Sweden’s Career Criminals Complain About Being “Burned Out” From All The Crime They’re Committing

Sweden’s hardened criminals complain to the police that breaking the law is too hard. It’s stressful, and they don’t like it. The police buys them coffe and donuts and hopes to convince them to stop:

  • organizing
  • raping
  • pillaging
  • murdering
  • extorting
  • threatening
  • robbing
  • harassing
  • stealing

–and blowing up police stations with bombs (yes, it has happened several times). The police moved their station out of the neighbourhood (no-go zone), as a result. Go figure. Here are the after-effects of such a bomb:

Here is a short video about Sweden’s no-go zones:

Here is an instructional video with English subtitles about what to do when disaster strikes:

Here is an article about the sad state of Malmo these days.

Bombs, shootings are a part of life in Swedish city Malmo (Made for Minds)

At times it seems like Malmo has more in common with Baghdad than with other European cities. This year 29 bomb explosions rattled the city of 317,000 as of November 11. Police reported 50 shootings in the Malmo region by the end of October — in a country where guns are hard to come by legally.

Made for minds

Keep in mind that this city only has 317 000 people living in it. Yet 29 bombs before the year is even over. Witnesses of organized crime are also getting grenades thrown into the kitchen windows. Now an attack isn’t considered serious unless it’s a bomb or a grenade going off.

I did not (!) mention selling drugs, because that should be decriminalized to a large extent (especially if it’s some good shit). Are you really going to make the only cure to hardcore PTSD illegal? Talking about psychadelics here.

This is “Malmö”, or “Malmo”, as it’s called in English.

Malmo is Sweden’s 3rd largest city and has a large immigrant population. It goes without saying that the VAST majority of immigrants never broke a serious law in their entire life (and are good people).

But there is a small minority that will not absorb traditionally “Swedish” values, norms, and morals (like modern “humanism”) — and for that reason does not integrate into society as a whole.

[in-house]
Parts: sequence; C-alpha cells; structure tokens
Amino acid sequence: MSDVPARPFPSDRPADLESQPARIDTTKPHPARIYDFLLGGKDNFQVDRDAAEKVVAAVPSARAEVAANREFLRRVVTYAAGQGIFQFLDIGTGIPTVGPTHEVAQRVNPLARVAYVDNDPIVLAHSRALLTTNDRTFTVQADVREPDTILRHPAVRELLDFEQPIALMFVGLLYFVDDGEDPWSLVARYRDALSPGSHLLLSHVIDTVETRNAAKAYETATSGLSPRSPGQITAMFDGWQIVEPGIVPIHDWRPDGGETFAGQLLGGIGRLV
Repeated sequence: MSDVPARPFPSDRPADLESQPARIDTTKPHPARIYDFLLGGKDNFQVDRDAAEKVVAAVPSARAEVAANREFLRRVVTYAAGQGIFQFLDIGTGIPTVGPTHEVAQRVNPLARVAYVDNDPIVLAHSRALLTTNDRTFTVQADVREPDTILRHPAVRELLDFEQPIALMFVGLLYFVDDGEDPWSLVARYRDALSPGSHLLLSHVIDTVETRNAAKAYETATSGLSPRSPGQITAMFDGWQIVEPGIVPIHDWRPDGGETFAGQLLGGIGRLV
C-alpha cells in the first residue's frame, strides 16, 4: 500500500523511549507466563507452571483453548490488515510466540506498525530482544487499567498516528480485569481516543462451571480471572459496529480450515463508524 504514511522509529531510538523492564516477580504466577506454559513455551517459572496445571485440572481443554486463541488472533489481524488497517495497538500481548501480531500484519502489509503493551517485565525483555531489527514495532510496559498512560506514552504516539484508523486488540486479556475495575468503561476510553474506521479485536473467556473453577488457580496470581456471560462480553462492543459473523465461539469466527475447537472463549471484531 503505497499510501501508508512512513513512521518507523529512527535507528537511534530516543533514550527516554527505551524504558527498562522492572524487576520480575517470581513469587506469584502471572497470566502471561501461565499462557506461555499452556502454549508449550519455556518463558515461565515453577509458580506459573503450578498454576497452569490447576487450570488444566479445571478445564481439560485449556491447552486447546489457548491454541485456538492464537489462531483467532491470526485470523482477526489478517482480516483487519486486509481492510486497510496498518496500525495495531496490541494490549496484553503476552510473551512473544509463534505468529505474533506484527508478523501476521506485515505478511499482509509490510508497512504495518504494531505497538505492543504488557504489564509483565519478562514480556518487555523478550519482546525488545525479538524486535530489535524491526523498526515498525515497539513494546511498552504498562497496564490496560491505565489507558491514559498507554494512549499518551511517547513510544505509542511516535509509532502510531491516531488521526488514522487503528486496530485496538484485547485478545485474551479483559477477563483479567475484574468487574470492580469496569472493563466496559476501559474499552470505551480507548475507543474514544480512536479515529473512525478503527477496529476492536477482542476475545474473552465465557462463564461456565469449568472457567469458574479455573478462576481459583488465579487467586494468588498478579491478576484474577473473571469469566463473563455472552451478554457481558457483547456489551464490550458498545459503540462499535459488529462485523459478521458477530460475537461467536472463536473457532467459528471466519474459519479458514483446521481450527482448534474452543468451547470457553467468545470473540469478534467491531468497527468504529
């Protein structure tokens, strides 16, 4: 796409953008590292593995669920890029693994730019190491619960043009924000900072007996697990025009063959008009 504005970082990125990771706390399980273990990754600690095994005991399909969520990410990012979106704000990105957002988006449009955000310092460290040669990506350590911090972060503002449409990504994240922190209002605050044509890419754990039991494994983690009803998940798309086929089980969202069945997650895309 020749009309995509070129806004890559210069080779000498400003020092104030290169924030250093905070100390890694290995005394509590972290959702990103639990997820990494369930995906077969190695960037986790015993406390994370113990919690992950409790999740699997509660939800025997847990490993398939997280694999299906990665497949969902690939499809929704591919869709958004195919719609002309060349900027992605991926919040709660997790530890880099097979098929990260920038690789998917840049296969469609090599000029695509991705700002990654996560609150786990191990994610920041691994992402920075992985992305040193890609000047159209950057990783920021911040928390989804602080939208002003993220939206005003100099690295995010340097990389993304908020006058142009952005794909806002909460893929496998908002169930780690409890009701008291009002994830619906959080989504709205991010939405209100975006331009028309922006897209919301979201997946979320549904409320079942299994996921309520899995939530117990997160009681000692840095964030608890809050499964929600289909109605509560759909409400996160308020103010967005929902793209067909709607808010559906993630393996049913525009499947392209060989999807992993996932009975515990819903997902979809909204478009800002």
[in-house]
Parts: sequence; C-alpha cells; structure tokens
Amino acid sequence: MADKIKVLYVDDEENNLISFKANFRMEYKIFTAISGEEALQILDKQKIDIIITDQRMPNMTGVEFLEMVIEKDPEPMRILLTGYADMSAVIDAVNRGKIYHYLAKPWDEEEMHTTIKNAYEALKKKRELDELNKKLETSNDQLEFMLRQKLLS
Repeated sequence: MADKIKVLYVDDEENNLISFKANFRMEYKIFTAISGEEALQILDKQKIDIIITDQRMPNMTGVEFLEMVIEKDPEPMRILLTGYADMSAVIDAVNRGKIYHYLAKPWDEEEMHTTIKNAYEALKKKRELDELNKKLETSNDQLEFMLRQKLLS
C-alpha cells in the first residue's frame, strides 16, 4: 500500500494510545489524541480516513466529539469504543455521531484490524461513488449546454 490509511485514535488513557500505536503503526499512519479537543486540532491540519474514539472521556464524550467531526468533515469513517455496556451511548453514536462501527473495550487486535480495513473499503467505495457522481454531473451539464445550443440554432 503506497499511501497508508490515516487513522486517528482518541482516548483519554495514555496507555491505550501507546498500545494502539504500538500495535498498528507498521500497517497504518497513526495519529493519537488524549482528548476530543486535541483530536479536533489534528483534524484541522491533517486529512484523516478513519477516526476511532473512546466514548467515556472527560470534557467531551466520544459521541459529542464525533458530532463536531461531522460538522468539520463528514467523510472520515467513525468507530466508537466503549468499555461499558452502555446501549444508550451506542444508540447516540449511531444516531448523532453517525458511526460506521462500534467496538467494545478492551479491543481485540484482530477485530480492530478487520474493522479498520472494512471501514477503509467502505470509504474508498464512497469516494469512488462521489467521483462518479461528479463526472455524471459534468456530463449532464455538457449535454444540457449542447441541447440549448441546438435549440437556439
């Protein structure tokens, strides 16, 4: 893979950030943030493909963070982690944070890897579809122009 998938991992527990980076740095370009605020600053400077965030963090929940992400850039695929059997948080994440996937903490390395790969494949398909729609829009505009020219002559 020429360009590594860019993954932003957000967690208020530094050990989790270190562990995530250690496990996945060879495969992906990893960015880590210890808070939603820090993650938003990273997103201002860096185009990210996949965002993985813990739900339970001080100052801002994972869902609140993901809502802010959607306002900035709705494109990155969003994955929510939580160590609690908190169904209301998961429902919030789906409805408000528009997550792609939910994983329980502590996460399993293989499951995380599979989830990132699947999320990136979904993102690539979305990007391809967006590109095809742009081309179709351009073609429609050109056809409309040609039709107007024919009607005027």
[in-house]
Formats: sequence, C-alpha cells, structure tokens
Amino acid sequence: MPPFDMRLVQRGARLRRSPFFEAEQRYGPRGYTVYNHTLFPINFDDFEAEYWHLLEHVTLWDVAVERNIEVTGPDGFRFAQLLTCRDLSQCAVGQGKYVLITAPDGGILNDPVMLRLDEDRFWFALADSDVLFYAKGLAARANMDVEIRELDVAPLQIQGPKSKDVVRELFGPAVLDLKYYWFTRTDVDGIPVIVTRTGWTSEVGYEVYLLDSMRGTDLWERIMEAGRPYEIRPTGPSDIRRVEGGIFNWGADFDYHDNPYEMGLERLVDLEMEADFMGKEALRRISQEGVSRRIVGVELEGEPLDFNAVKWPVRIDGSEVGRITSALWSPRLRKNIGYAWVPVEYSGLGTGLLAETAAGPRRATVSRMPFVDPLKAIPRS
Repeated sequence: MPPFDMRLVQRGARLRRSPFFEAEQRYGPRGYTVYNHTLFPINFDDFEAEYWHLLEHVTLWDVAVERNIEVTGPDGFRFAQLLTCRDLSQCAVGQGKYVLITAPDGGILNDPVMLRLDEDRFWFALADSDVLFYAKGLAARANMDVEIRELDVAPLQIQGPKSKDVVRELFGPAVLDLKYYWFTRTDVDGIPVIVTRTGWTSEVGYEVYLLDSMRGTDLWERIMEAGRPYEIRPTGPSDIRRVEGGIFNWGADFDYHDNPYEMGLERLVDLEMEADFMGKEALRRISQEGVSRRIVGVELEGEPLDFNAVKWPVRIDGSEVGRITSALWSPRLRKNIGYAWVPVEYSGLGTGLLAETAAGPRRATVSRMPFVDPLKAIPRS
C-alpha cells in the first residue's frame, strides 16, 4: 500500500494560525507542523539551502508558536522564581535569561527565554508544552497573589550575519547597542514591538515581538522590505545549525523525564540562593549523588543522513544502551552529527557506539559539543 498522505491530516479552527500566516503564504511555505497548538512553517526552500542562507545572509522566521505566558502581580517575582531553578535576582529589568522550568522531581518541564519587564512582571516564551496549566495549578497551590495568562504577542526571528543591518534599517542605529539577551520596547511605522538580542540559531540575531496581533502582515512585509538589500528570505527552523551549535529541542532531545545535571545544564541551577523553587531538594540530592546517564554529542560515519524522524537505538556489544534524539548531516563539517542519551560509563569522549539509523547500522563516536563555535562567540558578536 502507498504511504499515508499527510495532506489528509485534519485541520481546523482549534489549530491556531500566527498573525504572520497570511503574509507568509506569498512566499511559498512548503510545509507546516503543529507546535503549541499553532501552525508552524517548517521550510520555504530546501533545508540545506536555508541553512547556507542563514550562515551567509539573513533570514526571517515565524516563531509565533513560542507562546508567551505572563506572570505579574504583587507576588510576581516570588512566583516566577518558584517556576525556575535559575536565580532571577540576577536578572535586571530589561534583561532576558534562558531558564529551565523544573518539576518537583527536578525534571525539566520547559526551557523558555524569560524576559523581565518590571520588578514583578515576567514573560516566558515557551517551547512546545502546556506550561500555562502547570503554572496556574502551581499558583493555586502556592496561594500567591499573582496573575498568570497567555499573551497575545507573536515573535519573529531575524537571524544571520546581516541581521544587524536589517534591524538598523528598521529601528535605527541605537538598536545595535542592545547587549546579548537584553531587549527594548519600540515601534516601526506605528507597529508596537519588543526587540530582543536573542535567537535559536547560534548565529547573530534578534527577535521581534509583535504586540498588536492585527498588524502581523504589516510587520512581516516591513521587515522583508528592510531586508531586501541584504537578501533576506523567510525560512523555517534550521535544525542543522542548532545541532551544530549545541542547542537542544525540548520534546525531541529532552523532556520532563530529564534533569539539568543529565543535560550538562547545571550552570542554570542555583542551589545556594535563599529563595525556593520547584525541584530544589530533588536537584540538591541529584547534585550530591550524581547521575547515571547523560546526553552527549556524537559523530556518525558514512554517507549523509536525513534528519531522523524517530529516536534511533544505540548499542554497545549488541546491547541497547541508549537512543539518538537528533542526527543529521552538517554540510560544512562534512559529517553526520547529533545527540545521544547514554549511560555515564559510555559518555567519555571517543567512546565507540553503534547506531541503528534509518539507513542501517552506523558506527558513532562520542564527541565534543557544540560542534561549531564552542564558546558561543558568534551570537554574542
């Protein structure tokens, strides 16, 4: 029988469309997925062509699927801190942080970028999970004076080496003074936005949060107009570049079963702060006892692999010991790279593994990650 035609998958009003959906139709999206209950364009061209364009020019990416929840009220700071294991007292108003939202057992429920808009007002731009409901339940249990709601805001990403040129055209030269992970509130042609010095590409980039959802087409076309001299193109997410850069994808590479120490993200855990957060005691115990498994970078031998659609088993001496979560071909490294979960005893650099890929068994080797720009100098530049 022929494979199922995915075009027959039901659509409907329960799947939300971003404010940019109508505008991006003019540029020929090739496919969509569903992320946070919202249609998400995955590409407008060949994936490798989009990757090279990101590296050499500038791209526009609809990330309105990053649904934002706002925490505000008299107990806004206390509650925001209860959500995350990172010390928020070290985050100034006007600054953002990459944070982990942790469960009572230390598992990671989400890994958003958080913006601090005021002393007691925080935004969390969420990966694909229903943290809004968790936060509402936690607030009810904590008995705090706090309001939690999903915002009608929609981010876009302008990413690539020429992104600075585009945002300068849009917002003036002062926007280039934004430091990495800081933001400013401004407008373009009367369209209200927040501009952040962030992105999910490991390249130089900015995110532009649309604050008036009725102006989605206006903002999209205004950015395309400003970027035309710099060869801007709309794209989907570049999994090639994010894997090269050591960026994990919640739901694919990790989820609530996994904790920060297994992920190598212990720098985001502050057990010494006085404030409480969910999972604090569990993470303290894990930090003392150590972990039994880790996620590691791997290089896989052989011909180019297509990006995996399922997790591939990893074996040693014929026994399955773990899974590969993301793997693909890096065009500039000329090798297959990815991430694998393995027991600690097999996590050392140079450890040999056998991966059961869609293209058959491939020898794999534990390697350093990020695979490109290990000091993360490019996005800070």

In fact, they do not even try, and that’s what bothers people. They rely on our underfunded justice system, short sentences, and “nice” prisons.

This was ASAP Rocky’s cell in Sweden:

Here is the story about him.

The Swedish Prison and Probation Service: “Burned out criminals want to quit”

Many of Malmö’s hardened criminals feel tired of the life they live and want to quit. This is stated by those responsible for the project Stop shooting. The project has been going on for a year and has contributed to the reductions in shootings in Malmö, according to the police.

According to Jonas Angermund, probation inspector at the Swedish Prison and Probation Service, it is possible to speak of a “burnout” among Malmö’s serious criminals.

“Most people are quite tired of what is happening in the city right now.”

Fewer shootings

“Stop shooting” is a collaboration between the police, the city of Malmö, the prison service and civil society. The goal is to together make it more difficult to be a serious criminal and also offer support for those who want to leave their old life. The investment has been going on for a year. On Friday, a press conference was called to tell about how it has gone so far and how to continue working.

Since the start, the police seem to see that the serious violence has decreased. Since the first so-called call-in meeting with criminals in October last year, there have been five shootings against a person, one of which was fatal.

Two big meetings

“The project is part of the explanation. It is too early to say that we see a trend break, but the fact is that we have had fewer shootings than before,” says police coordinator Glen Sjögren.

Among other things, the police have had two so-called Call-in, ie large meetings with criminals where they talked about conflicts not being resolved by force or firearms. The first meeting was held in October, the second in the middle of this week. The most violent are not called to the meetings, but those who are judged to be able to receive the information and then spread the message to others in their circles. In addition, some others have been contacted for individual calls.

Almost one hundred arrested

In addition to the shootings decreasing, the police also see other results of the work.

“Many leading criminals are detained and detained. There are two major trials underway concerning serious violent crimes,” says Jonas Karlberg, group manager for Serious Crimes in Malmö.

“There are also about 20 investigations underway at the Section for Serious Crimes with good prospects for prosecution.”

At the moment, a total of 99 people are in custody for violent crimes in the Malmö police area. Of those, 30 are in custody for crimes such as murder, attempted murder and explosions. From the first call-in call in October until March, the police have also seized 80 illegal weapons.

Swedish Television (SVT)

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